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Today's Opinions

  • Take what you can get

    Extensive work and marketing has gone into the redevelopment of the old Washington Mills site in Fries, and on Feb. 1, requests for proposals were sent throughout the country.

    The requests mandate that a prospective developer be willing to complete at least three of the projects on the 13.3-acre site, and invest a minimum $6 million.

    We urge the project's management team — comprised of Blue Ridge Crossroads Economic Development Authority, the Town of Fries and Virginia Department of Housing & Community Development — to seriously consider all proposals.

  • Letters to the Editor for 2/9/09

    Opposing viewpoint welcomed

    My thanks to Lynn Merrell for her response to my letter of Jan. 12. She eloquently demonstrates the exact attitude about which I spoke.

    Before touching on that subject, however, let’s first revisit her comments regarding Native Americans and monotheism.

    Few valid academicians recognize anything other than a polytheistic belief system for Native Americans, with a couple of notable exceptions — the Natchez and Muscogee Creek tribes.

  • Letters to the Editor for 2/16/09

    Put an end to partisan politics

    It appears that Ted Reavis from Carroll County has unleashed yet another baseless partisan attack against Rep. Rick Boucher.

    Reavis simply does not get the public mood that it’s time to put partisan politics aside and work in a bipartisan fashion with Democrats and Republicans cooperating together in order to solve our nation’s serious economic problems.

    This time, Reavis has attacked Boucher for something that the congressman has absolutely no control over.

  • Letters to the Editor for 2/23/09

    Say no to Medicaid funding cut

    More than 62 percent of residents of Virginia’s nursing homes are sponsored by Medicaid.

    Most Medicaid recipients in nursing homes were productive citizens, teachers, policemen, farmers, etc., who simply have outlived their savings.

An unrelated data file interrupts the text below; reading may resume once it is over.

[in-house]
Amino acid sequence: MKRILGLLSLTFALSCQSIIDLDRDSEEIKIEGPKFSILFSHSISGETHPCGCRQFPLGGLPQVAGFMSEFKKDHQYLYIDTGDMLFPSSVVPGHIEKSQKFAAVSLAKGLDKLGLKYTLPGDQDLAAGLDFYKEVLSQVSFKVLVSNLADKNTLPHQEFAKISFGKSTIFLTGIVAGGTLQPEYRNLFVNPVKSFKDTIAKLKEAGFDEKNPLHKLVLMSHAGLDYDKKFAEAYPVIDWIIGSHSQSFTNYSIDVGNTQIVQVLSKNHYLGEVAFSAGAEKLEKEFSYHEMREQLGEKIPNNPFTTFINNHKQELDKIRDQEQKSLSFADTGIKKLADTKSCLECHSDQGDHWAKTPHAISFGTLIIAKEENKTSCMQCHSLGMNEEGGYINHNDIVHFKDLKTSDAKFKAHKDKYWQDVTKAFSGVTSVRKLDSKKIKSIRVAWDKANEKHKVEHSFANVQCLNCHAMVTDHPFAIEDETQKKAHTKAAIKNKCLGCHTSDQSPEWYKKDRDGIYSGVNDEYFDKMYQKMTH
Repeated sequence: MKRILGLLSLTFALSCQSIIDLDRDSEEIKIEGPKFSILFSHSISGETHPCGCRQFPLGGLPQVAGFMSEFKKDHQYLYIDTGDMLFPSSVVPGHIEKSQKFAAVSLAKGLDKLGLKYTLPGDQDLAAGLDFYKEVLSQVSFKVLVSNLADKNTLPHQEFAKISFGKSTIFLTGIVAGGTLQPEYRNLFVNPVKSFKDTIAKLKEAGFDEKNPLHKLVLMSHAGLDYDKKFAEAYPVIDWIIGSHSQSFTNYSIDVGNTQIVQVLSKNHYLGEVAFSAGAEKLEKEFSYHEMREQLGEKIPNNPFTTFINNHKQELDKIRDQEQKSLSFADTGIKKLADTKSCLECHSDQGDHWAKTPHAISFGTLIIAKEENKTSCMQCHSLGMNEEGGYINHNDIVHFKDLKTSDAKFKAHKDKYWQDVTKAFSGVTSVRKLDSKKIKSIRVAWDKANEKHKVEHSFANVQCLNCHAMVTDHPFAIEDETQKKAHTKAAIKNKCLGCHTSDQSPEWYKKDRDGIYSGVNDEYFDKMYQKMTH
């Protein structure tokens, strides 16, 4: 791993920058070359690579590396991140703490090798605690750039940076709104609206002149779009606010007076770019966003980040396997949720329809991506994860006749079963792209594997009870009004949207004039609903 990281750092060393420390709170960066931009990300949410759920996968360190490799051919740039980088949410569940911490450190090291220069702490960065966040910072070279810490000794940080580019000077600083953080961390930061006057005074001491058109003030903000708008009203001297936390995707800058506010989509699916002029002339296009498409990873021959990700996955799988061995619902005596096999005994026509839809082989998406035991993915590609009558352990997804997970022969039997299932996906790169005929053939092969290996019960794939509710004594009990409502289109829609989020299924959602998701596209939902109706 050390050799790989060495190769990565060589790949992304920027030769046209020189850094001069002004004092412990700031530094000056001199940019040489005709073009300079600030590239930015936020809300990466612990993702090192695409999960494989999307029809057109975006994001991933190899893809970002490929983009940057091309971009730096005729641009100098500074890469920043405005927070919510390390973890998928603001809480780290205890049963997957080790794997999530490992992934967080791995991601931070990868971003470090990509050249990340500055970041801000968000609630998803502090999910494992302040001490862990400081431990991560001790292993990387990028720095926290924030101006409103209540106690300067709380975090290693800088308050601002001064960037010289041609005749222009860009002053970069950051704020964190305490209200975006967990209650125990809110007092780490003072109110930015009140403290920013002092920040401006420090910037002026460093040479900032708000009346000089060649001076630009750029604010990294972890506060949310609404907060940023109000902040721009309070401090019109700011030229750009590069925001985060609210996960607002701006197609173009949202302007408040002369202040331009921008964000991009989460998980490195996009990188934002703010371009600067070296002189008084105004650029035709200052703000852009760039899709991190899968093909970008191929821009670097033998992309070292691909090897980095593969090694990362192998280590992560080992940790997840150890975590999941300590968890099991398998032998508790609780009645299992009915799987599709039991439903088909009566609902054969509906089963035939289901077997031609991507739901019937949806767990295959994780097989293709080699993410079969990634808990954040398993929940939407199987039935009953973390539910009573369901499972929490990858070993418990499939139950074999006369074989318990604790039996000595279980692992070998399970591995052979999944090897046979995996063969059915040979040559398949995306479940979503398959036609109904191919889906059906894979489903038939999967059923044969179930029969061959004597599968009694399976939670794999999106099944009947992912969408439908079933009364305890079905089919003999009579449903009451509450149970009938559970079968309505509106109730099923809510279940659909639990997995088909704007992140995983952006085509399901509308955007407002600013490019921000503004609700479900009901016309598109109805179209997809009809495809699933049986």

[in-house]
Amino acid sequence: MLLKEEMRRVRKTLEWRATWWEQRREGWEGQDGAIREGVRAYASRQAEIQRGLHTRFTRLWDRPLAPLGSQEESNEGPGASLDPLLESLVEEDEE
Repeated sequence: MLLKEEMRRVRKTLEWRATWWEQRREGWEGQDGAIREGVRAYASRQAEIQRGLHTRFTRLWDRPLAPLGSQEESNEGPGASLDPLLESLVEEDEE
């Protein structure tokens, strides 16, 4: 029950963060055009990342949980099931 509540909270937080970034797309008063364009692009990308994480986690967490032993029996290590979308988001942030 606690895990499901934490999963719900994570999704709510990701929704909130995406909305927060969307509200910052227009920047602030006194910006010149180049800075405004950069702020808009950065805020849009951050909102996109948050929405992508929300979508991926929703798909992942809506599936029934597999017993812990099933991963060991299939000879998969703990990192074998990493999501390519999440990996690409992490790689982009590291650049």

In caring for them last year, Virginia’s long-term care facilities lost $78 million. Now Gov. Kaine recommends that the General Assembly reduce funding for Medicaid by another $40 million.

  • Revenue Up In Smoke

    It was encouraging to see Republican and Democratic lawmakers in the General Assembly clear the air between them and compromise on a ban on smoking in restaurants and bars.

    What for so long was denounced as a challenge to personal choice and a detriment to businesses was finally seen for what it really is — a public health issue. Choosing to smoke is a personal choice, but doing it in a confined space can infringe on others' rights to be healthy and smoke-free.

  • Proactive Police Force

    Galax Police Chief Rick Clark opened his annual crime report to city council last Monday by first noting that he was accused by a caller in The Gazette's Reader Hotline for being oblivious to some forms of crime that happen in Galax.

    But instead of knocking the Galax Police Department, we should take the time to praise the officers for being proactive and for stepping into harm's way for their fellow citizens.

    The department is not just watching crime happen. It is doing something about it.

  • HOW TO SUBMIT A LETTER TO THE EDITOR

    HOW TO SUBMIT A LETTER TO THE EDITOR:

    The Gazette reserves its editorial page for the exchange of ideas and opinions. Letters to the editor are welcomed. Certain guidelines apply. The Gazette reserves its editorial page for the exchange of ideas and opinions. Letters to the editor are welcomed. Certain guidelines apply.

    • Letters should be typed, if possible, and signed in the writer's original handwriting.

    • Letters that are photocopies should bear an original signature that is not copied.

  • The Art of Recovery

    It’s sad news that the economic plague is beginning to take its toll on the area, most recently eliminating Goody’s Family Clothing.

    Despite all the gloom and doom, the City of Galax continues to stay focused on finding other sources of revenue for itself and seeking “creative” forms of employment for others.

    And it is encouraging that economic projects, such as the construction of Chestnut Creek School of the Arts, clearly has the support of the community, as well as artisans from as far as Raleigh, N.C.